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(4) Second, the model was based on crushing of the barge corner. Such large deformations are very
rarely encountered on the inland waterway during most usual and unusual impact events.
(5) Third, the model utilized a trigonometric function to represent the stiffness function; the function
yielded incorrect results for small approach angles (less than 5 degrees) and large angles (greater than 85
degrees). Therefore, this model did not yield realistic results for head-on impacts into bullnoses and
protection cells and for estimating the resulting impact forces at small angles. The limitations of this
model were primarily the result of applying technology that is appropriate for deep-draft vessels to inland
barge trains without field validation. The limitations of the model, combined with the consensus that the
model produces conservative design loads, are the primary reasons why USACE performed prototype
(Patev, Barker, and Koestler 2003b) and full-scale (Patev, Barker, and Koestler 2003a) barge impact
experiments as a basis for improving this method.
b. Objectives. This ETL provides the following:
Information for estimating the masses, approach velocities, and approach angles. Examples of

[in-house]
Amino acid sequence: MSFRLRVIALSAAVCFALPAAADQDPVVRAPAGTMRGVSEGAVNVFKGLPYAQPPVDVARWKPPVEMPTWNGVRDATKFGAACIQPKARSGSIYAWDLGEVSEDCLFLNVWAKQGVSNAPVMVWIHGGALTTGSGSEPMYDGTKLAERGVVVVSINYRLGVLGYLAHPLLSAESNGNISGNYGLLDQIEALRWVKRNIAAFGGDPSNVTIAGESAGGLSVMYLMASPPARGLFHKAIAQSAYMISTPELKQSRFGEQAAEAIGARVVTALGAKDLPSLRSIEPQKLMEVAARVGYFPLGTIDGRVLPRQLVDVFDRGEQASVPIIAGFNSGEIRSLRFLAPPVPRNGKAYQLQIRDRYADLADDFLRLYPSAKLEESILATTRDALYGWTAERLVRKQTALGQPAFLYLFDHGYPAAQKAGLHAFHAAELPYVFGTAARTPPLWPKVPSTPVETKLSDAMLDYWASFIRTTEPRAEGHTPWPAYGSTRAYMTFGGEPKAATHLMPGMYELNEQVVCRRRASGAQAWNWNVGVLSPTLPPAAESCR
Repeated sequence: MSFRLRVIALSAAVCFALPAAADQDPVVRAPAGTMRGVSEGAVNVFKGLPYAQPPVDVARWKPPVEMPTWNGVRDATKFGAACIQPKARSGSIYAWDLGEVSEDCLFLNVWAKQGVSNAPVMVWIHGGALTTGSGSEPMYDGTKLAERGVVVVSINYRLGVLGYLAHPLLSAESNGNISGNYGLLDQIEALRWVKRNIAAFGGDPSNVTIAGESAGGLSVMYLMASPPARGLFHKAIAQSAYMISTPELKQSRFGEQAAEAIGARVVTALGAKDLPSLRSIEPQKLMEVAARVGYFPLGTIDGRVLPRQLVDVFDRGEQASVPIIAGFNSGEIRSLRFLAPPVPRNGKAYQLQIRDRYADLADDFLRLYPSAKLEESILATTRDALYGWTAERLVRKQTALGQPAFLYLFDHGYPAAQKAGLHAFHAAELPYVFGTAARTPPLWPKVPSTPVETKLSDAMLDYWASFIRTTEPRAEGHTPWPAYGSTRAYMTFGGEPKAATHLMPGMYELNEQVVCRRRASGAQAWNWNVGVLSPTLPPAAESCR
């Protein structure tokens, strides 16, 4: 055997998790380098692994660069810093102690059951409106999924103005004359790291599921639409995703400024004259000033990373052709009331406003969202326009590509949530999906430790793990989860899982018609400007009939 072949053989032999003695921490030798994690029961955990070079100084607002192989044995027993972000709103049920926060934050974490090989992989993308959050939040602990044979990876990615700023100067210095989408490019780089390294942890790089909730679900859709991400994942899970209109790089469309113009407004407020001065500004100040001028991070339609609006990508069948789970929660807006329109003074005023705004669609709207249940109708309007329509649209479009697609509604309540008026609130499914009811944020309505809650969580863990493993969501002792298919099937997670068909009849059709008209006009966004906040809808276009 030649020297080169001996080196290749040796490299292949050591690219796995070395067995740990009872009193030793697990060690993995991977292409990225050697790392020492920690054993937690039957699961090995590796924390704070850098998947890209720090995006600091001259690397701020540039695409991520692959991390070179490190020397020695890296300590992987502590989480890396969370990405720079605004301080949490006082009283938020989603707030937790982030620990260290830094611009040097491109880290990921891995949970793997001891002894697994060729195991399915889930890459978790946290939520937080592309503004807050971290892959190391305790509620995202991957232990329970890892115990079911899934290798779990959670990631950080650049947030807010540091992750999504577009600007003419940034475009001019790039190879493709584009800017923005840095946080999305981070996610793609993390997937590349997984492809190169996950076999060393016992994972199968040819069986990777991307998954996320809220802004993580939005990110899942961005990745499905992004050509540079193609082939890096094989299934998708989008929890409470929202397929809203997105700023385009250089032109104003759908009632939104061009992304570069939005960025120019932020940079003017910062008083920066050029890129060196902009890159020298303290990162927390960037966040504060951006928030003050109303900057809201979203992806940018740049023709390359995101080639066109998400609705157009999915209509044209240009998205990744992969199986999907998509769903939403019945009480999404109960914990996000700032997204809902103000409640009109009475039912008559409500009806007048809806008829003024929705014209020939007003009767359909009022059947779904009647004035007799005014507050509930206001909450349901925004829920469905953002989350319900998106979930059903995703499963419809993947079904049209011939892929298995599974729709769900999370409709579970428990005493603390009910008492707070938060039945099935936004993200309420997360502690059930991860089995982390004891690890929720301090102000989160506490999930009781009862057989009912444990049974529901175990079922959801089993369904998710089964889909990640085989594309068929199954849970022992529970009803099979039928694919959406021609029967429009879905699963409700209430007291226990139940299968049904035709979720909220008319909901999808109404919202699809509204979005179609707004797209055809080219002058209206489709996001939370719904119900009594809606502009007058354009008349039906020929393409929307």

data and distributions for mass, angle, and velocity from recent designs of USACE navigation
projects structures are shown in Appendix C.
Information on return periods for use in probabilistic design of lock walls for barge impact loads
are explained through examples in Appendix D.
A new empirical method (Arroyo, Ebeling, and Barker 2003) for estimating corner impact loads
on rigid walls is furnished in Appendix E. This method is based on the results of full-scale
experiments described in Appendix F (Patev, Barker, and Koestler 2003a, 2003b).
B-2. Empirical Barge Impact Model
a. Full-scale barge impact experiments were conducted from
1997 to 2000. These experiments were performed to increase
understanding of the complex dynamics and failure modes of the
barge train system, and to assist in the development of numerical
models. No barge damage or lashing failures occurred during the
impacts used to develop the empirical correlation. This is not
consistent with the Minorsky (1959) model discussed in ETL 1110-
2-338. The data used to derive the empirical correlation were
limited to barge train velocities up to 0.17 m/sec (0.57 ft/sec)
normal to the wall, for impact angles up to 21.1 deg, and for linear
momentum normal to the wall between 2.9 and 4.6 MN-sec (650
and 1,025 k-sec). In addition, the experiments indicated that an
MDOF system must be used to model the barge train to account for
the dynamic response of the lashings. Further details on the experi-
ments and their results are described in Appendix F.
b. Based on the results (Patev, Barker, and Koestler 2003a)
and processing of the experiments (Arroyo, Ebeling, and Barker
2003), an empirical correlation has been developed to equate the
maximum impact force normal to the wall Fm to the linear momen-
tum of the barge train as it impacts the wall. Figure B-5 shows the
data required for the empirical correlation. The results from the
Figure B-5. Data requirements
for empirical model